Crowdfunding Power: Solving Climate Change and Other Community Needs
Thursday, July 18, 2013
By Sangeeta Haindl
Crowdfunding could be an incredibly powerful way to deliver a decentralised energy system. In Germany, over 50 per cent of renewable energy capacity is now community-owned. Online crowdfunding or peer-to-peer (P2P) lending allows individuals to lend or raise money for projects directly. The latest player to appear on the P2P lending scene is Abundance, set up by Bruce Davis, one of the founders of P2P pioneer Zopa. It invests specifically in renewable energy. Having funded three renewable generation schemes, two solar and one wind, it has raised £2.3 million through crowdfunded finance.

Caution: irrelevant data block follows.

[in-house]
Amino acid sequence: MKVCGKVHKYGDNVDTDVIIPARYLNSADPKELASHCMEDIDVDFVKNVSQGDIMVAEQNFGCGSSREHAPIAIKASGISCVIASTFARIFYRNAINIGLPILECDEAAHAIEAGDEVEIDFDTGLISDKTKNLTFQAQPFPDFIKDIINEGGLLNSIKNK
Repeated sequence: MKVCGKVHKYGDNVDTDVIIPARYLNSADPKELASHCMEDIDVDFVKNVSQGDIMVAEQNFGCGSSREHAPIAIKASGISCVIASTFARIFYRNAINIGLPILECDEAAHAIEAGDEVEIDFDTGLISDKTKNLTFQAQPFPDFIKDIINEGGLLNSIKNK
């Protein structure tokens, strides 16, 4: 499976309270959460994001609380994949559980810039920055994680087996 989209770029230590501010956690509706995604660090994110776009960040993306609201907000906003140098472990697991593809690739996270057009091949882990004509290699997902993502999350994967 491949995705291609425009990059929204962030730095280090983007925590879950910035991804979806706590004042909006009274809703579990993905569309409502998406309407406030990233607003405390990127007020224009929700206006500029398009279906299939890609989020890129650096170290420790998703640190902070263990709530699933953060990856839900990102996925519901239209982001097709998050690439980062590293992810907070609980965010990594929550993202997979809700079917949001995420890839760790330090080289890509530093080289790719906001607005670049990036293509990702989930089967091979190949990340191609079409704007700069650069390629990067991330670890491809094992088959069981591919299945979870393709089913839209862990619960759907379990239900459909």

Davis says, “We’re looking at funding projects in the £1 to £4 million range, up to £10 million. So far 600 individuals have invested an average of between £1,500 and £2,000. There is a minimum investment of £5 and we do get people putting in £5. Everyone gets the same return based on a share of the revenues from selling the energy… the return on the current project is between 7.35 per cent to 8.6 per cent depending on the amount of sunshine estimated at that site.” He rejects the idea that renewable energy is a risky investment. A local hydro scheme on the Thames in Osney raised all the money needed in ten days from lots of individuals giving relatively small sums.
Yet the most important contribution crowdfunding makes to renewable energy is about engaging people more directly in their energy future. On a community and a financial level, it makes people feel more included in the process and not as though it’s been imposed on them. Spreading ownership more broadly is more likely to create the political permission to do more.